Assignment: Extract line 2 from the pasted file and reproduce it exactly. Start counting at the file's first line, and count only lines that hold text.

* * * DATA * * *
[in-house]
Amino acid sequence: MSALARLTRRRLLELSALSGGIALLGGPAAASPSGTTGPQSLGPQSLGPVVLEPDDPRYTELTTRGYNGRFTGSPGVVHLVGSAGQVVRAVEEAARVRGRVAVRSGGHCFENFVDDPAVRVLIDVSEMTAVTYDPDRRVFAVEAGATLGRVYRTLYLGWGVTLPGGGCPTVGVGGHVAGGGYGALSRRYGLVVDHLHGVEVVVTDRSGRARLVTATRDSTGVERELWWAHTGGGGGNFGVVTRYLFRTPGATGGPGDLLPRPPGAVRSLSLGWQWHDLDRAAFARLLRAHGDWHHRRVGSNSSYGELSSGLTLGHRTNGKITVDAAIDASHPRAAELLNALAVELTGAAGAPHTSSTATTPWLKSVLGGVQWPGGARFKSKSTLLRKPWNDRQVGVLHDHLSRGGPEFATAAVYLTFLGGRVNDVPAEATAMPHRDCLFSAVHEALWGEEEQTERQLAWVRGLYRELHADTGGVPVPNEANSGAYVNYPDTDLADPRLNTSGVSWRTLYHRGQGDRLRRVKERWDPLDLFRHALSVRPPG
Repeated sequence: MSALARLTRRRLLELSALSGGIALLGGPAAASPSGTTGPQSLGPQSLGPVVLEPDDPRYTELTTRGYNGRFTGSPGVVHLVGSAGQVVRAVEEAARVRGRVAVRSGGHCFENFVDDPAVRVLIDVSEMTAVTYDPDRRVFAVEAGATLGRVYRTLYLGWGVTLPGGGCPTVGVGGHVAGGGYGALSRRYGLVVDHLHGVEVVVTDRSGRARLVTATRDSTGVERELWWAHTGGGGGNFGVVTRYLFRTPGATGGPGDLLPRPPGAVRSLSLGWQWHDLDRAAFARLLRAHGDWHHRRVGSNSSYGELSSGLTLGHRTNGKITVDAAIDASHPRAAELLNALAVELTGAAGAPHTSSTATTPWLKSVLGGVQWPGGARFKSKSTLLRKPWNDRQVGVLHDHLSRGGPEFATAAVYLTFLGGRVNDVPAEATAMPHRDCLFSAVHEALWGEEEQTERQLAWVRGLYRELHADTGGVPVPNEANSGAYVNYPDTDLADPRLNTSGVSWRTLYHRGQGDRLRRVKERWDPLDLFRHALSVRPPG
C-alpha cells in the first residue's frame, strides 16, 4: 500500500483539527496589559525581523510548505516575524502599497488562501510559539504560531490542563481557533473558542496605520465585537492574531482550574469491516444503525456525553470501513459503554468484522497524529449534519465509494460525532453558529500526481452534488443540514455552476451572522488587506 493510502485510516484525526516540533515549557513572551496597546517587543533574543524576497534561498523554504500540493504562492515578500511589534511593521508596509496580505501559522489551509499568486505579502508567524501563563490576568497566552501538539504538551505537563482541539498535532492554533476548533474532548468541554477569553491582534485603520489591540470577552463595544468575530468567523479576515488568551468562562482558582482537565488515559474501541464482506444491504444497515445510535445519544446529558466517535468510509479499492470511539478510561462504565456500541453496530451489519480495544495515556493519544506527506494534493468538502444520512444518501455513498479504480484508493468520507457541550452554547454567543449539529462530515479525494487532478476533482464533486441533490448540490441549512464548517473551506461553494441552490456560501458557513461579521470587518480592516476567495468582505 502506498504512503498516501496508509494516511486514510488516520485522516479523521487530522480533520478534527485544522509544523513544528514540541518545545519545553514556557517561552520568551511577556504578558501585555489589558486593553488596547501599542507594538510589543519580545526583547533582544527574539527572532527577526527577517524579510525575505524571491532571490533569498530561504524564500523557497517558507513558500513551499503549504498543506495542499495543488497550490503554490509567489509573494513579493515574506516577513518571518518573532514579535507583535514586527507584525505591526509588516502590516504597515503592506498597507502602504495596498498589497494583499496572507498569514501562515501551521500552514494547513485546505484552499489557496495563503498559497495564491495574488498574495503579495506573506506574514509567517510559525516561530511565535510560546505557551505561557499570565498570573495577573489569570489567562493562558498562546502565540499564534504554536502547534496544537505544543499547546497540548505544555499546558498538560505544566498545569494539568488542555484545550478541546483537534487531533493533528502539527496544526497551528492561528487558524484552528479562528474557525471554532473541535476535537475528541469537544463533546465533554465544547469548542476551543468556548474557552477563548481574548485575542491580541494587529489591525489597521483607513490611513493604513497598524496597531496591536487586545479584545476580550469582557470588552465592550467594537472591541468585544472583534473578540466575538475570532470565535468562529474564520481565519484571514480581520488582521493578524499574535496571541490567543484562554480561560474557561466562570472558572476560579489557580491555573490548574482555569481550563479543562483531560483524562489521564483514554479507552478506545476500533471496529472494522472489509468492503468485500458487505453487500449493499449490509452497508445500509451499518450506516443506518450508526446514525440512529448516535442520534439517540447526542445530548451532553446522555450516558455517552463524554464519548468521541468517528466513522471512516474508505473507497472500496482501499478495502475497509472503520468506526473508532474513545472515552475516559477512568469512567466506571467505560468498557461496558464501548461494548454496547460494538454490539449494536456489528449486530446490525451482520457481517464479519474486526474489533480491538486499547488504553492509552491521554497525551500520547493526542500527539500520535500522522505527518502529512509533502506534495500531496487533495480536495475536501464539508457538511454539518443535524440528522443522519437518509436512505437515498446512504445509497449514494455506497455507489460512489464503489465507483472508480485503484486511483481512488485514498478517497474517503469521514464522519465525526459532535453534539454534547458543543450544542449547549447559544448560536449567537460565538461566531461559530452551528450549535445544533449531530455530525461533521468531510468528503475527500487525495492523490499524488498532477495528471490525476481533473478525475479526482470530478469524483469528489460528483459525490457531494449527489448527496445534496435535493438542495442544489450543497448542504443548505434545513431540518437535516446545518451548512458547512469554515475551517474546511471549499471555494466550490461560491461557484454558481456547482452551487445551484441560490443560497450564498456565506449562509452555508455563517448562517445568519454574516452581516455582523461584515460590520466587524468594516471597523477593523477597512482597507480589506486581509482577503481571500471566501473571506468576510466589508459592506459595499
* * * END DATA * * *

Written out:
Amino acid sequence: MSALARLTRRRLLELSALSGGIALLGGPAAASPSGTTGPQSLGPQSLGPVVLEPDDPRYTELTTRGYNGRFTGSPGVVHLVGSAGQVVRAVEEAARVRGRVAVRSGGHCFENFVDDPAVRVLIDVSEMTAVTYDPDRRVFAVEAGATLGRVYRTLYLGWGVTLPGGGCPTVGVGGHVAGGGYGALSRRYGLVVDHLHGVEVVVTDRSGRARLVTATRDSTGVERELWWAHTGGGGGNFGVVTRYLFRTPGATGGPGDLLPRPPGAVRSLSLGWQWHDLDRAAFARLLRAHGDWHHRRVGSNSSYGELSSGLTLGHRTNGKITVDAAIDASHPRAAELLNALAVELTGAAGAPHTSSTATTPWLKSVLGGVQWPGGARFKSKSTLLRKPWNDRQVGVLHDHLSRGGPEFATAAVYLTFLGGRVNDVPAEATAMPHRDCLFSAVHEALWGEEEQTERQLAWVRGLYRELHADTGGVPVPNEANSGAYVNYPDTDLADPRLNTSGVSWRTLYHRGQGDRLRRVKERWDPLDLFRHALSVRPPG